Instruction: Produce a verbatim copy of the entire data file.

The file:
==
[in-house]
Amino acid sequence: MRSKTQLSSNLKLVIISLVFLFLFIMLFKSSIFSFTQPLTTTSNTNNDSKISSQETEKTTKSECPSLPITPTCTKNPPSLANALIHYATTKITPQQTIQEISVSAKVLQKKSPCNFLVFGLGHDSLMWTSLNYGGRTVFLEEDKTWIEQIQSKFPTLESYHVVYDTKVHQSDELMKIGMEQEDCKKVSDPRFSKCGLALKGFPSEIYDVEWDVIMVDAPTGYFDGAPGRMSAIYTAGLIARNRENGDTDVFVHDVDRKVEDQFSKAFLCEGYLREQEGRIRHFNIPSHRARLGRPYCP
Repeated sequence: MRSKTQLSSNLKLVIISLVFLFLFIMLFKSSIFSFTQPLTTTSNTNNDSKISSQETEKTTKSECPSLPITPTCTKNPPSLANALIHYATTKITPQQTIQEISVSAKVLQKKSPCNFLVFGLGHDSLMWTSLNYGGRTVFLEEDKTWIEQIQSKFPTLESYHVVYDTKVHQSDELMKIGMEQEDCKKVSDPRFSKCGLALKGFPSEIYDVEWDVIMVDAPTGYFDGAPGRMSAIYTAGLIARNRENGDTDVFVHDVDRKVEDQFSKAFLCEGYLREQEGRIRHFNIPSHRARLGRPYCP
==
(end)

[in-house]
Amino acid sequence: MRSKTQLSSNLKLVIISLVFLFLFIMLFKSSIFSFTQPLTTTSNTNNDSKISSQETEKTTKSECPSLPITPTCTKNPPSLANALIHYATTKITPQQTIQEISVSAKVLQKKSPCNFLVFGLGHDSLMWTSLNYGGRTVFLEEDKTWIEQIQSKFPTLESYHVVYDTKVHQSDELMKIGMEQEDCKKVSDPRFSKCGLALKGFPSEIYDVEWDVIMVDAPTGYFDGAPGRMSAIYTAGLIARNRENGDTDVFVHDVDRKVEDQFSKAFLCEGYLREQEGRIRHFNIPSHRARLGRPYCP
Repeated sequence: MRSKTQLSSNLKLVIISLVFLFLFIMLFKSSIFSFTQPLTTTSNTNNDSKISSQETEKTTKSECPSLPITPTCTKNPPSLANALIHYATTKITPQQTIQEISVSAKVLQKKSPCNFLVFGLGHDSLMWTSLNYGGRTVFLEEDKTWIEQIQSKFPTLESYHVVYDTKVHQSDELMKIGMEQEDCKKVSDPRFSKCGLALKGFPSEIYDVEWDVIMVDAPTGYFDGAPGRMSAIYTAGLIARNRENGDTDVFVHDVDRKVEDQFSKAFLCEGYLREQEGRIRHFNIPSHRARLGRPYCP